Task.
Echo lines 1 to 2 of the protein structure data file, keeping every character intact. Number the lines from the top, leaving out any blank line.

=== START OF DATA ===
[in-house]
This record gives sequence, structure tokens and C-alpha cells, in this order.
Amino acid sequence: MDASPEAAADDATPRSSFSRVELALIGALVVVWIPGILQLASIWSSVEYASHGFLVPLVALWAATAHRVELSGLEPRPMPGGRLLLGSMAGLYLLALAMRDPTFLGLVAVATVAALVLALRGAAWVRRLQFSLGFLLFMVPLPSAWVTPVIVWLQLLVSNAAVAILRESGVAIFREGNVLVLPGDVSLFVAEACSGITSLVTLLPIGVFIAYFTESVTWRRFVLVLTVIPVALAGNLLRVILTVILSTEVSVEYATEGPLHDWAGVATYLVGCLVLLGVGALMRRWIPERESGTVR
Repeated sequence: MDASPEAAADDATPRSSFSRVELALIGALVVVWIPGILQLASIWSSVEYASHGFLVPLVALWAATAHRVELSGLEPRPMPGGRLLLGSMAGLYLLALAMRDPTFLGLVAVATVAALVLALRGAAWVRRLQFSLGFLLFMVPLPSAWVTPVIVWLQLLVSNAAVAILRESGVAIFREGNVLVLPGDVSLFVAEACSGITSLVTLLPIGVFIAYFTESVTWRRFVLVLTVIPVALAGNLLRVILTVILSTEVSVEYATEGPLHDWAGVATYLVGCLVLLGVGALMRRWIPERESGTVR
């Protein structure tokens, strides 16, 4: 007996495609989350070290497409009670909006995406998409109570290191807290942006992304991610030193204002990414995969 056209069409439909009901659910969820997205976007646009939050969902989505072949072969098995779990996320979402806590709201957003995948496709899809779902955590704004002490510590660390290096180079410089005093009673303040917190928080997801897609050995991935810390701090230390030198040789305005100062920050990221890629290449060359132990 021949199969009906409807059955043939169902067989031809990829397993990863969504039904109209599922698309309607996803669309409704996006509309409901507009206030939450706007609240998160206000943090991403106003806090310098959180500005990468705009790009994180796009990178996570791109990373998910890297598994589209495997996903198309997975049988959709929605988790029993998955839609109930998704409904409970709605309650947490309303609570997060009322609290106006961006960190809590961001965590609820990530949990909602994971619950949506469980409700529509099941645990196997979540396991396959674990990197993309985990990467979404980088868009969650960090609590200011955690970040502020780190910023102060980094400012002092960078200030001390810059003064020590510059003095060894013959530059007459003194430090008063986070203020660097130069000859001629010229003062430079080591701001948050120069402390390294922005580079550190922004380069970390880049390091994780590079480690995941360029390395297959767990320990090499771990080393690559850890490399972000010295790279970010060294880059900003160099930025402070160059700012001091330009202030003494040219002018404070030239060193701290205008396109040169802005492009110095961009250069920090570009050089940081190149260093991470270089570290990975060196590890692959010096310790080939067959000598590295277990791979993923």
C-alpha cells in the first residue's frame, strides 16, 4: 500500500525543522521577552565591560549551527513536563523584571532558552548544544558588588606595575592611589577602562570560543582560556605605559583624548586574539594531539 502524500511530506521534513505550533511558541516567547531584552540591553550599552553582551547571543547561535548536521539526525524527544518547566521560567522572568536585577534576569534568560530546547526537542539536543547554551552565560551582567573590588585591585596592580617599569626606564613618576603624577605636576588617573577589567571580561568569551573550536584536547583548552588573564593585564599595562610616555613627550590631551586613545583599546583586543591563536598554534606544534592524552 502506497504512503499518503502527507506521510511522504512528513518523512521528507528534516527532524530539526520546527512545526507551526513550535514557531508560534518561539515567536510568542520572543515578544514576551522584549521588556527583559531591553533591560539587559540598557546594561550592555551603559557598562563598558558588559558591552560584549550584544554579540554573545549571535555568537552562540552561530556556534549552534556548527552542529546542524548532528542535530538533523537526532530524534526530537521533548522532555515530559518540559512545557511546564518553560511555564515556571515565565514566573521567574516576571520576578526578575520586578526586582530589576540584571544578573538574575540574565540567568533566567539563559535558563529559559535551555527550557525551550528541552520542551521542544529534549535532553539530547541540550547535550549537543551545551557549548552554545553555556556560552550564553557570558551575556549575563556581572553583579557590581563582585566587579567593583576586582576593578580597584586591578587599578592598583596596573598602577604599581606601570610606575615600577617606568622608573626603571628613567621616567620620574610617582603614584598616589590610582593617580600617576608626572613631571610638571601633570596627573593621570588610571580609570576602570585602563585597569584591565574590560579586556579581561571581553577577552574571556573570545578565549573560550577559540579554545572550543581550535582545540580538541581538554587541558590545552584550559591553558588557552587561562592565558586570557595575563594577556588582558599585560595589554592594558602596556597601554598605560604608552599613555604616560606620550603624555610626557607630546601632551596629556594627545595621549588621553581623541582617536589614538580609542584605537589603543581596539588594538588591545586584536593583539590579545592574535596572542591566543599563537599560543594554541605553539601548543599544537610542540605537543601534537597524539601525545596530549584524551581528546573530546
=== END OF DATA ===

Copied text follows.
[in-house]
This record gives sequence, structure tokens and C-alpha cells, in this order.